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Parthenocissus quinquefolia


Common name: Virginia creeper
Origin: North America
Plant type: Climbing plant
Life cycle: Perennial
Code of conduct: Annex II
Invasive status (ISEIA protocol): Watch list
Main ornemental function: Climbing plant


This factsheet is common for 2 similar species of virginia creeper : Parthenocissus inserta and P. quinquefolia. Those creepers can grow up to 15 m high along trees thanks to tendrils. P. quiquefolia has more ramified tendrils. Compound leaves with 5 leaflets. Toothed margins. Red coloured in autumn. Bark brown-red. Flowers are yellow-green. Fruits are blue berries. Melliferous


High dispersal potential. Fruits are consumed by birds which dispersed seeds over long distances. Fast growing rate. The plant grows horizontally or vertically. This plant escapes from gardens and is increasingly observed in nature.


Originally observed in man-made habitat, these popular garden plants are increasingly observed in natural habitats like coastal dunes, riparian habitats and wood margins(P. inserta) or rock outcrops (P. quinquefolia). They usually thrives on nutrient-rich soils


Species classified B3 in Belgium. Considered as invasive in the United Kingdom and included in the watch list in Switzerland and France (Bretagne). Similar impact than Lonicera japonica (not yet present in the wild in Belgium). Those vines form dense curtains of interwined stems that may cover, outcompete and kill native vegetation. They may also overtop shrubs and canopy trees. However, competitive effects are rarely reported in the literature. Plant extracts have allelopathic properties. For more information, click here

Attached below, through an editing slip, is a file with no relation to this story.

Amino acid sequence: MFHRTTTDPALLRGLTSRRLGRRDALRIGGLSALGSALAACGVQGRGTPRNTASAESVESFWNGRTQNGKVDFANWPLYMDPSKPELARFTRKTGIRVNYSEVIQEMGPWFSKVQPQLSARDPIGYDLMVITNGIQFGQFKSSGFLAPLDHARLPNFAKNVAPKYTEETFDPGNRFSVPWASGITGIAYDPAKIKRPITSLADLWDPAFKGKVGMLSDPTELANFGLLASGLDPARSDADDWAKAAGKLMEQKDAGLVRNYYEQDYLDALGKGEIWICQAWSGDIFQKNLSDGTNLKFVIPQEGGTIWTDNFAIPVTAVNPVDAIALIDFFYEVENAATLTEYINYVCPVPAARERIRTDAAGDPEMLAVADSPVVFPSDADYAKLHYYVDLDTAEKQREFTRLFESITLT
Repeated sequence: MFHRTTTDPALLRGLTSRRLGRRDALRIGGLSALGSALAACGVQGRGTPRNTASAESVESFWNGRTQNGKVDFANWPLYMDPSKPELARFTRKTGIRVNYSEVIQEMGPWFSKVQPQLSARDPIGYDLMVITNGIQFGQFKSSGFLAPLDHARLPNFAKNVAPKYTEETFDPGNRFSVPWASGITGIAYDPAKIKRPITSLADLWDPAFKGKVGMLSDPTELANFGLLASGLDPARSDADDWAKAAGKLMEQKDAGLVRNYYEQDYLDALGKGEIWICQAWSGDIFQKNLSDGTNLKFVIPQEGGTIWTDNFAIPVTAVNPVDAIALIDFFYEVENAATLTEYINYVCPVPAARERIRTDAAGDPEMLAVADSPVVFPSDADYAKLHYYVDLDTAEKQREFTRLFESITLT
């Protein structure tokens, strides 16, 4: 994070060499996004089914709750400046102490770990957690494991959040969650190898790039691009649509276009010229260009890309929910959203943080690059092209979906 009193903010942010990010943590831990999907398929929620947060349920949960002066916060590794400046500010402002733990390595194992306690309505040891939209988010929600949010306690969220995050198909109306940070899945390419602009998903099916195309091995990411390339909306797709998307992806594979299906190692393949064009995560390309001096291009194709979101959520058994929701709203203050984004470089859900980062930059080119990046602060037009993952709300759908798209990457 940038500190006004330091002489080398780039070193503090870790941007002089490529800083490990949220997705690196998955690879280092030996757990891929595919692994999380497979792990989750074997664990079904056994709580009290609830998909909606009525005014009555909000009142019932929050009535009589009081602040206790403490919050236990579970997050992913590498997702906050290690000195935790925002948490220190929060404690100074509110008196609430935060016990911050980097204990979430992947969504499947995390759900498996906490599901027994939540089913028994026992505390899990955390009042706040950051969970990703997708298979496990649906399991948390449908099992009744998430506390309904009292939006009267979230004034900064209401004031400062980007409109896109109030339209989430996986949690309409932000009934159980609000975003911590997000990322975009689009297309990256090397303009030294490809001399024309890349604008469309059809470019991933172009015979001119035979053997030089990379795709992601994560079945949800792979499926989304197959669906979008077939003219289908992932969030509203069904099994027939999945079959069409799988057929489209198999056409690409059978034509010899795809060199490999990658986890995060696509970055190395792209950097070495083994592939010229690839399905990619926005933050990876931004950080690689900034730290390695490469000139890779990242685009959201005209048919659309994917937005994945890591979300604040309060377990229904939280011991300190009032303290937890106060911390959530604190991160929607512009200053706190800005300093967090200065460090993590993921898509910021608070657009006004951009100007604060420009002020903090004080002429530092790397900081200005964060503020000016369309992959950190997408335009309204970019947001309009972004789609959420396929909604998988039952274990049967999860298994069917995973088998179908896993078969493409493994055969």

(1) Avoid planting this species near rocky habitats, especially in the vicinity of protected areas (natural reserves, Natura 2000 sites, etc.) ; (2) cut the flowers at the end of flowering and before fructification in order to avoid seed dispersal.

Possible native alternative

Main ornemental function

Climbing plant

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